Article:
As I noted yesterday, one of the more aggressive elements of Obama’s 2011 budget is the proposal to eliminate 12 tax breaks for oil, gas and coal companies, which the administration estimates will raise up to $39 billion in the next 10 years.
“All you have to do is look at the record profits of the oil and gas world in the last several years,” Interior Secretary Ken Salazar told reporters on Monday in announcing the budget proposal. “In my view, you’re going to continue to see a great interest in oil and gas because it’s a essential part of our economy today. It’s expected that it will be, and I know it will be in the years ahead. And so I think the oil and gas industry will do just fine.”
Unsurprisingly, the industry is balking at the possible revocation of government handouts. The Independent Petroleum Association of America said in a statement that the budget request would “strip billions of investment dollars from US natural gas and oil production” and “could cripple the American producers that are pivotal in developing US natural gas and oil.”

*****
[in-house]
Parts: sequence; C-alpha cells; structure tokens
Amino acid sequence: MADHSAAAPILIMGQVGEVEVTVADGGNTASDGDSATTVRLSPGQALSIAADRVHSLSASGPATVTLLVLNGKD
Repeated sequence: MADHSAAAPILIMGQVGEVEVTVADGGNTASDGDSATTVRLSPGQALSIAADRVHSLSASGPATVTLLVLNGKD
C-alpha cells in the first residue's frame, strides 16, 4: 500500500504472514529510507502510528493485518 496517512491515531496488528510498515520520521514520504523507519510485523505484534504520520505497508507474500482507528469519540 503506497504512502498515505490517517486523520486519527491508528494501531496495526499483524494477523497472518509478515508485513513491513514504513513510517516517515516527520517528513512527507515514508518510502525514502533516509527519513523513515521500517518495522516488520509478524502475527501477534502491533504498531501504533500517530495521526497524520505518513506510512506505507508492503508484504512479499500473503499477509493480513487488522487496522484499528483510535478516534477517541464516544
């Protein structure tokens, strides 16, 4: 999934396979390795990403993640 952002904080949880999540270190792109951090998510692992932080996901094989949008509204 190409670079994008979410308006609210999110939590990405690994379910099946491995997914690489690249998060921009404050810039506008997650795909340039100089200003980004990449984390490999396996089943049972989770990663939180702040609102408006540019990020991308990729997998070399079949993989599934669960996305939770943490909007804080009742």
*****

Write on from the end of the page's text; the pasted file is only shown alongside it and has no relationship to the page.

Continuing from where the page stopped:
American Petroleum Institute President Jack Gerard also criticized the elimination of tax breaks, arguing that a “robust U.S. oil and gas industry is essential to the recovery of the nation’s economy.” “With America still recovering from recession and one in ten Americans out of work, now is not the time to impose new taxes on the nation’s oil and natural gas industry. New taxes would mean fewer American jobs and less revenue at a time when we desperately need both,” said Gerard in a statement.
They might have a point. The outcry about revoking Big Oil’s tax breaks came on the same day as ExxonMobil reported the lowest earnings in 7 years — just $19.4 billion dollars.